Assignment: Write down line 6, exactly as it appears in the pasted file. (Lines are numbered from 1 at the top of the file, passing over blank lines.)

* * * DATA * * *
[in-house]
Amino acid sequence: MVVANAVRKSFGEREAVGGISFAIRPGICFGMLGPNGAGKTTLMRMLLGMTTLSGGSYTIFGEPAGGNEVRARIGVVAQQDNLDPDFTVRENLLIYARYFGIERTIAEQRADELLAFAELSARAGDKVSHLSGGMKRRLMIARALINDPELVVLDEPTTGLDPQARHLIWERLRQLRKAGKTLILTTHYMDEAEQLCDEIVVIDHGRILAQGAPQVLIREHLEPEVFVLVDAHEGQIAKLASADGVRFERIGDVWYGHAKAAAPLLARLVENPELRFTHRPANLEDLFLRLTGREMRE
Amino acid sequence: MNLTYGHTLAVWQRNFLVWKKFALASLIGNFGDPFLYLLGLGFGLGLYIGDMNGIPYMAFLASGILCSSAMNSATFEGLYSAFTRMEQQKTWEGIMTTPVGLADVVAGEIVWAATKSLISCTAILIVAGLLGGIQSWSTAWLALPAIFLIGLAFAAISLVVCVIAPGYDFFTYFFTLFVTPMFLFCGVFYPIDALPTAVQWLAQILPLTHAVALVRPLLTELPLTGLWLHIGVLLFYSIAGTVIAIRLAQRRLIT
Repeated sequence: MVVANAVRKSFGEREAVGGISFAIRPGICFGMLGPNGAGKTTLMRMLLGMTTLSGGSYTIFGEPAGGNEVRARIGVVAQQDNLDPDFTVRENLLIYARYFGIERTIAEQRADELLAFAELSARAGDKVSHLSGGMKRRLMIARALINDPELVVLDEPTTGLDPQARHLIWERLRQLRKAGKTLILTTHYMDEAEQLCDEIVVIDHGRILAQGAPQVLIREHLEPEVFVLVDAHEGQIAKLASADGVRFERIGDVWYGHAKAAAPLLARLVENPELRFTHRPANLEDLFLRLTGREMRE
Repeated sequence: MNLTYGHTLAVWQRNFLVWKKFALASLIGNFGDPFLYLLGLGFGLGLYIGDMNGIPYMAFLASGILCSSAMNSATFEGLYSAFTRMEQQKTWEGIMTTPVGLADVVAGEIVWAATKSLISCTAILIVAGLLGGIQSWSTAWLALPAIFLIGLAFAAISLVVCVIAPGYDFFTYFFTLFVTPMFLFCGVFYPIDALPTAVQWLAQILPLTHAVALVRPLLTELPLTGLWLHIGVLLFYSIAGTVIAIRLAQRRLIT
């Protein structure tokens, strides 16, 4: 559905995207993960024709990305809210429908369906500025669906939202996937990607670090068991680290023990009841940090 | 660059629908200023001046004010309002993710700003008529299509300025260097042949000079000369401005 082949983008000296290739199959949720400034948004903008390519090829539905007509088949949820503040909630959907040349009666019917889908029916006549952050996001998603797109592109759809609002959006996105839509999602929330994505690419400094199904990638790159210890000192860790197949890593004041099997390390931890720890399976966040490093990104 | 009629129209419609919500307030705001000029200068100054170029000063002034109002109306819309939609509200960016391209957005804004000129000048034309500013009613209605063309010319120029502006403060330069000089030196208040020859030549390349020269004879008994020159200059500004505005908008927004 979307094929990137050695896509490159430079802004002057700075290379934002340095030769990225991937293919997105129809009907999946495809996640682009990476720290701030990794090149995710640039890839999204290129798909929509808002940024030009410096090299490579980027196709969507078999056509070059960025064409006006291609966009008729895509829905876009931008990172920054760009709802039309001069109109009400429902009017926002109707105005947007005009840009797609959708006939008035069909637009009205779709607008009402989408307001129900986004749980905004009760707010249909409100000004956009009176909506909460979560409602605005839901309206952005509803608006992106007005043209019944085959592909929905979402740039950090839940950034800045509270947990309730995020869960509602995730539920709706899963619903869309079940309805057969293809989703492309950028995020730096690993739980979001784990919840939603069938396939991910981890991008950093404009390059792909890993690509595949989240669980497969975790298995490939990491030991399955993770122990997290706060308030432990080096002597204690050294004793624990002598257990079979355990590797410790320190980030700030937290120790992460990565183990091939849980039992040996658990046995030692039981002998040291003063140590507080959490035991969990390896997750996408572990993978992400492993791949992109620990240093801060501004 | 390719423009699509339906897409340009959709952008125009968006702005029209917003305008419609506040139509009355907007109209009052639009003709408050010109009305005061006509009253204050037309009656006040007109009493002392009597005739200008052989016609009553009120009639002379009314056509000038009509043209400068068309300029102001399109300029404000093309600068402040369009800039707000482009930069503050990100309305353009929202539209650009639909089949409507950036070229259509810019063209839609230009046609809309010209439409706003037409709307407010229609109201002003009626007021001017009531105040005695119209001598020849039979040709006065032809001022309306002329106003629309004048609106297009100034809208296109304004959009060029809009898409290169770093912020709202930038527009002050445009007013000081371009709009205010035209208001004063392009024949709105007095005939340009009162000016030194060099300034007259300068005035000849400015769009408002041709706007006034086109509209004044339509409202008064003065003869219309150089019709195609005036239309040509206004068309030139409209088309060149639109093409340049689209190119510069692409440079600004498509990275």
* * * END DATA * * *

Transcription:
């Protein structure tokens, strides 16, 4: 559905995207993960024709990305809210429908369906500025669906939202996937990607670090068991680290023990009841940090 | 660059629908200023001046004010309002993710700003008529299509300025260097042949000079000369401005 082949983008000296290739199959949720400034948004903008390519090829539905007509088949949820503040909630959907040349009666019917889908029916006549952050996001998603797109592109759809609002959006996105839509999602929330994505690419400094199904990638790159210890000192860790197949890593004041099997390390931890720890399976966040490093990104 | 009629129209419609919500307030705001000029200068100054170029000063002034109002109306819309939609509200960016391209957005804004000129000048034309500013009613209605063309010319120029502006403060330069000089030196208040020859030549390349020269004879008994020159200059500004505005908008927004 979307094929990137050695896509490159430079802004002057700075290379934002340095030769990225991937293919997105129809009907999946495809996640682009990476720290701030990794090149995710640039890839999204290129798909929509808002940024030009410096090299490579980027196709969507078999056509070059960025064409006006291609966009008729895509829905876009931008990172920054760009709802039309001069109109009400429902009017926002109707105005947007005009840009797609959708006939008035069909637009009205779709607008009402989408307001129900986004749980905004009760707010249909409100000004956009009176909506909460979560409602605005839901309206952005509803608006992106007005043209019944085959592909929905979402740039950090839940950034800045509270947990309730995020869960509602995730539920709706899963619903869309079940309805057969293809989703492309950028995020730096690993739980979001784990919840939603069938396939991910981890991008950093404009390059792909890993690509595949989240669980497969975790298995490939990491030991399955993770122990997290706060308030432990080096002597204690050294004793624990002598257990079979355990590797410790320190980030700030937290120790992460990565183990091939849980039992040996658990046995030692039981002998040291003063140590507080959490035991969990390896997750996408572990993978992400492993791949992109620990240093801060501004 | 390719423009699509339906897409340009959709952008125009968006702005029209917003305008419609506040139509009355907007109209009052639009003709408050010109009305005061006509009253204050037309009656006040007109009493002392009597005739200008052989016609009553009120009639002379009314056509000038009509043209400068068309300029102001399109300029404000093309600068402040369009800039707000482009930069503050990100309305353009929202539209650009639909089949409507950036070229259509810019063209839609230009046609809309010209439409706003037409709307407010229609109201002003009626007021001017009531105040005695119209001598020849039979040709006065032809001022309306002329106003629309004048609106297009100034809208296109304004959009060029809009898409290169770093912020709202930038527009002050445009007013000081371009709009205010035209208001004063392009024949709105007095005939340009009162000016030194060099300034007259300068005035000849400015769009408002041709706007006034086109509209004044339509409202008064003065003869219309150089019709195609005036239309040509206004068309030139409209088309060149639109093409340049689209190119510069692409440079600004498509990275």